Read Genesis 3. After Adam and Eve sinned, part of the curse affected work (Genesis 3:17-19). Do you think that work is more difficult because of our own sin nature, or do you think that God made work itself more difficult?

Read 1 Corinthians 7:17. How difficult is it for you to see what you do as part of the calling that God has given to you?


What would happen if you saw your work like God sees it? If you understood that God made you for work, would that change your attitude about work? Would it change your objectives or approach to your work? If you were to view your work (no matter what type of work you do) through the lens of Scripture, as a gift from God, given to you by God to accomplish the purposes of God, what would happen?

This week, list the attitudes and actions you would like to change regarding your work. Ask the Spirit to help you make these changes.





Last week, after all of Job’s questions, we looked at God’s response – “I am God, and you are not!” Job’s only response was to confess and repent. The greater you understand who God is, the more aware you become of your own humanity and limitations. The better you understand the holiness of God, the better you understand your need for mercy and grace. As Aaron mentioned last week, “We might not know what the future holds, but we know Who holds the future!” Let’s look at this last chapter of Job and discover the hope in the midst of suffering.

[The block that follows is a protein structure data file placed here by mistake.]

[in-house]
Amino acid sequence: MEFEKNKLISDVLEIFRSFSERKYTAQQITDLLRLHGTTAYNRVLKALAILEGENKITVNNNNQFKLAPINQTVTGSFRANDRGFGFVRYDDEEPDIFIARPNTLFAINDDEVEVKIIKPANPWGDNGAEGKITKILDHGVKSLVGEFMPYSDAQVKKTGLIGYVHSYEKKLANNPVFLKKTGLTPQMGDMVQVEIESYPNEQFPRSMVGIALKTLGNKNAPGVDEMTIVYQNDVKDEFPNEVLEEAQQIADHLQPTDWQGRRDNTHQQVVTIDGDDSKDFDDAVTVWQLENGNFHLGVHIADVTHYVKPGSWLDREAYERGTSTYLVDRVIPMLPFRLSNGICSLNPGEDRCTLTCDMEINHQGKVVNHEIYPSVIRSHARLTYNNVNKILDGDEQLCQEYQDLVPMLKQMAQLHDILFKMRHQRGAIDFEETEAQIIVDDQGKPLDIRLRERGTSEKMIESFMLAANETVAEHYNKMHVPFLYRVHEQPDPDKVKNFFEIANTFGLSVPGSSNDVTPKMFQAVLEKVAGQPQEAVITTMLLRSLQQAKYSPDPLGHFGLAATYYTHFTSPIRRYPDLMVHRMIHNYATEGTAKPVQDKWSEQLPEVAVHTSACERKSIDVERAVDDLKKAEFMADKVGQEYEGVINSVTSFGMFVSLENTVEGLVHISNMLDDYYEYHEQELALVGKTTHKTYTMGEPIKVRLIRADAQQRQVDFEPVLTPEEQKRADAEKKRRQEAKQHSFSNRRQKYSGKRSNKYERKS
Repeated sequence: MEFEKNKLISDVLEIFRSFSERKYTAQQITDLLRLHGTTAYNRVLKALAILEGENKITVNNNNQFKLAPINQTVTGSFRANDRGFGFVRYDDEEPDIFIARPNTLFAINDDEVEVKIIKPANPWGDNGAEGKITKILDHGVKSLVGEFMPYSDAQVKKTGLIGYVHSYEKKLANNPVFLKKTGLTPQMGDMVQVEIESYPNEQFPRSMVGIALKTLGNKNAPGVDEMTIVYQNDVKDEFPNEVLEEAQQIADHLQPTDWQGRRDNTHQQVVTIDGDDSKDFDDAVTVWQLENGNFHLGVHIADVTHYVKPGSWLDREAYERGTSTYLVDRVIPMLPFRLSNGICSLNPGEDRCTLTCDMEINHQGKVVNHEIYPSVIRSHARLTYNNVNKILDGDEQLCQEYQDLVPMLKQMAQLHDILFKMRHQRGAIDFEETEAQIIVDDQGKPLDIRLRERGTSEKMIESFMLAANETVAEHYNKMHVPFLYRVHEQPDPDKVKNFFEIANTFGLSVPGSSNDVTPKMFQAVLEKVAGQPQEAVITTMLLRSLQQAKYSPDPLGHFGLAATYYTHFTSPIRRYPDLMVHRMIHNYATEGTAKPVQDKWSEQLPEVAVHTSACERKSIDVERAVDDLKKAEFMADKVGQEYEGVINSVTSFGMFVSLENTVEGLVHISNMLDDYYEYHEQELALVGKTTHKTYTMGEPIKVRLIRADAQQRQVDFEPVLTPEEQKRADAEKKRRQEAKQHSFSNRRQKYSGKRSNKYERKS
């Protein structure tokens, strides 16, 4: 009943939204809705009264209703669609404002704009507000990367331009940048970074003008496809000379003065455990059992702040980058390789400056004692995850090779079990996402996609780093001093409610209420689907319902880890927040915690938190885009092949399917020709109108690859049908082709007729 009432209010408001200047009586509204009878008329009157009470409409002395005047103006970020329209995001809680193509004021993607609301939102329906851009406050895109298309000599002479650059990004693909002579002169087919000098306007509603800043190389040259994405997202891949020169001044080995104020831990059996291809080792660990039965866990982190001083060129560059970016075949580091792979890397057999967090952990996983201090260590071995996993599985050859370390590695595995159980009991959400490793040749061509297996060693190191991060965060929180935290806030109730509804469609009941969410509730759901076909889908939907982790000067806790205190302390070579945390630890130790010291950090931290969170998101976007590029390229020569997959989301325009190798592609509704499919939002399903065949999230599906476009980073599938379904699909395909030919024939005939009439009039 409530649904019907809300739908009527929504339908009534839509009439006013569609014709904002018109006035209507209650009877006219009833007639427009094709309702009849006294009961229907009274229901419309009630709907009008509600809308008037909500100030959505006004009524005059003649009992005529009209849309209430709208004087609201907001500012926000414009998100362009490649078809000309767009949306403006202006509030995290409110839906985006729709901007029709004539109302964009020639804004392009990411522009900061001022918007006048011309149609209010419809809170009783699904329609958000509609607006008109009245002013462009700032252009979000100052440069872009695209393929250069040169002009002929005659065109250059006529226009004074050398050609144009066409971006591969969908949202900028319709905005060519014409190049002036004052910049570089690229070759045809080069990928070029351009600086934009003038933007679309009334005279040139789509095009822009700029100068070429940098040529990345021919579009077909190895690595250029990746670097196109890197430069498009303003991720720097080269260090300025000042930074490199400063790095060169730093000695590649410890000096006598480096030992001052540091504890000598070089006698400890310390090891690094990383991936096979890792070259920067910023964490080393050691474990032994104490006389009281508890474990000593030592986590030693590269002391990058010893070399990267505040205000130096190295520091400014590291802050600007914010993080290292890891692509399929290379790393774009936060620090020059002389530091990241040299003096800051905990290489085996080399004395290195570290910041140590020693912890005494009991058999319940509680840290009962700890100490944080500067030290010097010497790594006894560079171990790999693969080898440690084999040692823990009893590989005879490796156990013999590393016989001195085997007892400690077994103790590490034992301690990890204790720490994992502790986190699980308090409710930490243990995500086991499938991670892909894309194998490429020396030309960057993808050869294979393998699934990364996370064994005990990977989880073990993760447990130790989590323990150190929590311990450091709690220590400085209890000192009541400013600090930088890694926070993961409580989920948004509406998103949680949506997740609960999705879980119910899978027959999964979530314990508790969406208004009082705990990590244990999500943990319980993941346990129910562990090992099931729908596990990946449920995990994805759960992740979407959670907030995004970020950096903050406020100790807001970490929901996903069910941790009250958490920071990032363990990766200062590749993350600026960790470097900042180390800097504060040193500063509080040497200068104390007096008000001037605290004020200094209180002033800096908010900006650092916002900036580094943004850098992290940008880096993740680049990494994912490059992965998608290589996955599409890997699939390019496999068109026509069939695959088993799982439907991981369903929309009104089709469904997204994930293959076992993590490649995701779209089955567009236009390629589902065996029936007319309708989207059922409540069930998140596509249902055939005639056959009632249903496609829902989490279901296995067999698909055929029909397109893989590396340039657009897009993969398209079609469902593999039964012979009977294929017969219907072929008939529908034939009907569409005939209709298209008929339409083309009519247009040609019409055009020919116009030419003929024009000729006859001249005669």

1Then Job replied to the Lord: 2“I know that you can do all things; no purpose of yours can be thwarted. 3You asked, ‘Who is this that obscures my plans without knowledge?’ Surely I spoke of things I did not understand, things too wonderful for me to know. 4You said, ‘Listen now, and I will speak; I will question you, and you shall answer me.’ 5My ears had heard of you but now my eyes have seen you. 6Therefore I despise myself and repent in dust and ashes.” 7After the Lord had said these things to Job, he said to Eliphaz the Temanite, “I am angry with you and your two friends, because you have not spoken the truth about Me, as My servant Job has. 8So now take seven bulls and seven rams and go to My servant Job and sacrifice a burnt offering for yourselves. My servant Job will pray for you, and I will accept his prayer and not deal with you according to your folly. You have not spoken the truth about me, as my servant Job has.” 9So Eliphaz the Temanite, Bildad the Shuhite and Zophar the Naamathite did what the Lord told them; and the Lord accepted Job’s prayer. 10After Job had prayed for his friends, the Lord restored his fortunes and gave him twice as much as he had before. 11All his brothers and sisters and everyone who had known him before came and ate with him in his house. They comforted and consoled him over all the trouble the Lord had brought on him, and each one gave him a piece of silver and a gold ring. 12The Lord blessed the latter part of Job’s life more than the former part. He had fourteen thousand sheep, six thousand camels, a thousand yoke of oxen and a thousand donkeys. 13And he also had seven sons and three daughters. 14The first daughter he named Jemimah, the second Keziah and the third Keren-Happuch. 15Nowhere in all the land were there found women as beautiful as Job’s daughters, and their father granted them an inheritance along with their brothers. 16After this, Job lived a hundred and forty years; he saw his children and their children to the fourth generation. 17And so Job died, an old man and full of years.  Job 42